dark tunnelI wish I could talk about my struggles with depression and suicide openly without fear of misunderstood alienation.

Okay, let me rephrase that to be a bit more on point: I wish I could talk about my struggles with depression and suicide with my fellow Christians without fear of misunderstood alienation.

To quote an Aerosmith song, it’s the same old story, same old song and dance: whenever the topic of suicide comes up, whenever doing that “fellowship” thing with the brethren and sisteren in whatever setting it is, it’s always accompanied by statements of not understanding what would make anyone think that taking their own life was the only option.

Which, really, is a good question. Especially when you factor in the list of recent celebrity suicides, people who would have been the last persons anyone would expect to take their own lives. Even on a more personal level, people that have been known personally, whether family members, friends, or work acquaintances. The question lingers, what would drive someone to take their own life?

Unfortunately, we evangelical Christians seem to have a very simple answer to a very, very complicated issue. It’s trotted out every time it’s brought up: “If they only knew God, if they only gave their lives to Jesus, they never would have had suicidal thoughts any longer.”

That phrase runs a very close second despised Christianese phrases I’ve come across in my years as a Christian. The first being telling someone “God has a plan,” to someone who just buried their loved one. But, I digress.

I have one very strong word to say about that: Bullshit. There’s no other way to say it. Do you know why? It’s simple.

I struggle with suicidal thoughts to this day.

Now, if you’ve made it this far without clicking away and blowing me off as some kind of fake Christian at this point, good. Because maybe you understand that, regardless of Jesus being our Lord and Saviour, the Holy Spirit indwelling us and sanctifying our minds and bodies, and Father God declaring us righteous due to the work that Jesus did on the cross for us, and even knowing the many promises in the Bible where God said He would never leave us or forsake us, that even the full brunt force of the gates of Hades couldn’t loose His grip on us, we still have that bone-deep weariness that makes us physically not want to engage, to not get out of bed; a weariness that no amount of sleep or good thoughts or even coffee can relieve us of.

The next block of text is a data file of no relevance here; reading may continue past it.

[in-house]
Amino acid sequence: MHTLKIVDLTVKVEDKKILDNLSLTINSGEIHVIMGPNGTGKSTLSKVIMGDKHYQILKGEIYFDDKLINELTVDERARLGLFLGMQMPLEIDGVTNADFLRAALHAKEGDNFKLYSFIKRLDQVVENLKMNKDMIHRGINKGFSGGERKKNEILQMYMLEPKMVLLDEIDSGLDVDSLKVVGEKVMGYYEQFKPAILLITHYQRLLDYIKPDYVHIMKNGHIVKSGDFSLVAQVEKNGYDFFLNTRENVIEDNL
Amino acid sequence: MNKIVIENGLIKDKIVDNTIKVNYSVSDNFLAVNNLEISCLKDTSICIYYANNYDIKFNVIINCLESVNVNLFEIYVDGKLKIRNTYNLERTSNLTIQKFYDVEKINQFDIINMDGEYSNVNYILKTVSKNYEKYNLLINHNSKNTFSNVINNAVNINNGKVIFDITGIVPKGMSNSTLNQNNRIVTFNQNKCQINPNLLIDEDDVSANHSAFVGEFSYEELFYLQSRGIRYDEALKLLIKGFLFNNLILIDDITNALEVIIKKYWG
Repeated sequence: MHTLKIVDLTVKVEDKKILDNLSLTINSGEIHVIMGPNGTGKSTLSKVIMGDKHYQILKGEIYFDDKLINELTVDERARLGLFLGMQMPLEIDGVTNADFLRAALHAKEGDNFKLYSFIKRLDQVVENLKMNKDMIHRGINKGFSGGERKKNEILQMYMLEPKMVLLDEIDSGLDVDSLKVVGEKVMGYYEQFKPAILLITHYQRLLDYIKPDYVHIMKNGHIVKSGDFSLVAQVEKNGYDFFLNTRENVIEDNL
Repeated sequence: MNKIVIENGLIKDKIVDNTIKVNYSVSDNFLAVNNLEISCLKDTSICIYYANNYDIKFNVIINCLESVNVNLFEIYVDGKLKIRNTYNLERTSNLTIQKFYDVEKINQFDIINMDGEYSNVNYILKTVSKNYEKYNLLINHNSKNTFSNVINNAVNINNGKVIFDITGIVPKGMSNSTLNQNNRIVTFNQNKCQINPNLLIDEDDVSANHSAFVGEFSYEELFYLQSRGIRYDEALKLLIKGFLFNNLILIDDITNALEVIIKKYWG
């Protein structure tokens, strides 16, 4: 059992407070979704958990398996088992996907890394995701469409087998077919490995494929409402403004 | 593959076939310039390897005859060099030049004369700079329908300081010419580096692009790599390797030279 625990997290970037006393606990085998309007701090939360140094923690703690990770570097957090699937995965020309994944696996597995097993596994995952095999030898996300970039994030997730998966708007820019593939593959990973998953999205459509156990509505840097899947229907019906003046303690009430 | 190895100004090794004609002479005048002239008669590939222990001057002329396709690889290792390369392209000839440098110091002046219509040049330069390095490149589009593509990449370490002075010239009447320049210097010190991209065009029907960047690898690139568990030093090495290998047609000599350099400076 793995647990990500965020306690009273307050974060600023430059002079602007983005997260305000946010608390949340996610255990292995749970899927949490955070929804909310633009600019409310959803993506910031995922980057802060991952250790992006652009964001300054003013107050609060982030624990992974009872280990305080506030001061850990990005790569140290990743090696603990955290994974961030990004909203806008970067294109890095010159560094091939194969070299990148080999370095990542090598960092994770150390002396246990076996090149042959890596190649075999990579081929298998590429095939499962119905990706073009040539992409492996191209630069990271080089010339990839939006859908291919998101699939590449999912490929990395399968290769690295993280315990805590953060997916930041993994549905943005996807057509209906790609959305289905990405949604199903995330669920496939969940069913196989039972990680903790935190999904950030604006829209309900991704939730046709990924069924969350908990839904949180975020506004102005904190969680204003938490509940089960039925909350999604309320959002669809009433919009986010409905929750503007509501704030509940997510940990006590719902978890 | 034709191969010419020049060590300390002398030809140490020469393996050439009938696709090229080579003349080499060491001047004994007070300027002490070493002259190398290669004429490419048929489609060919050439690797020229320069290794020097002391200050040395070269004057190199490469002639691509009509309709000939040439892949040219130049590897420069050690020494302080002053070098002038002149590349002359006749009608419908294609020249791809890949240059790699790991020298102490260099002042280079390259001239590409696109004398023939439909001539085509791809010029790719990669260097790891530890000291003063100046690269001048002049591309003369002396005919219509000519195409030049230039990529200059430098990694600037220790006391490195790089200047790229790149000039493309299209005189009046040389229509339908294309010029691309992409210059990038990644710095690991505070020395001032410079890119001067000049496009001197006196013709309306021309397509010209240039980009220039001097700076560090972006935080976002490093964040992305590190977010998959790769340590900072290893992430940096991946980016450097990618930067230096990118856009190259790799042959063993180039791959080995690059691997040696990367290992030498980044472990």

You understand the intense, shameful sense of self-hatred that can come, believing yourself toxic and harmful to those closest to you, and you understand how easy it is to begin thinking that, maybe if you were no longer around, everyone will be better for it.

You also understand that depression is far more complex than just being sad. There’s emptiness, a kind of void that is tangible, and sometimes a strong numb feeling, a disconnect with life and those around you.

You also may understand that, if you talk about any of it, you may be perceived as not having enough faith in God to heal you. Or, they may think you have some kind of unconfessed sin that’s causing this. Or, my personal favorite statement of ignorance, you may have a DEMON! and all you need is more prayer and Bible study and faith in God. Maybe there’s an Essential Oil that cures depression?

Sorry, I tend to wax pretty sarcastic with this. Anyway.

Can God heal me of my depression instantly? Yes. There’s no doubt in my mind whatsoever. Have I prayed for God to take away my depression? You have no idea the many times over the decades where I’ve begged God to take away this suffering of mine, to make the darkness just go away. To let me be carefree, bubbly and happy, like I see others in the Body of Christ. But, for some reason I really cannot fathom with my puny human brain, God has seen fit to let me continue with this proverbial thorn in my side. As He told the apostle Paul, His grace is sufficient.

Maybe you’re reading this, not because you struggle with depression and suicidal thoughts, but because of a genuine desire to understand why, without resorting to pat answers. We are called to be a light to the world, to reach out and comfort the broken and weary of living. But, how can we if we don’t understand the darkness that we endure?


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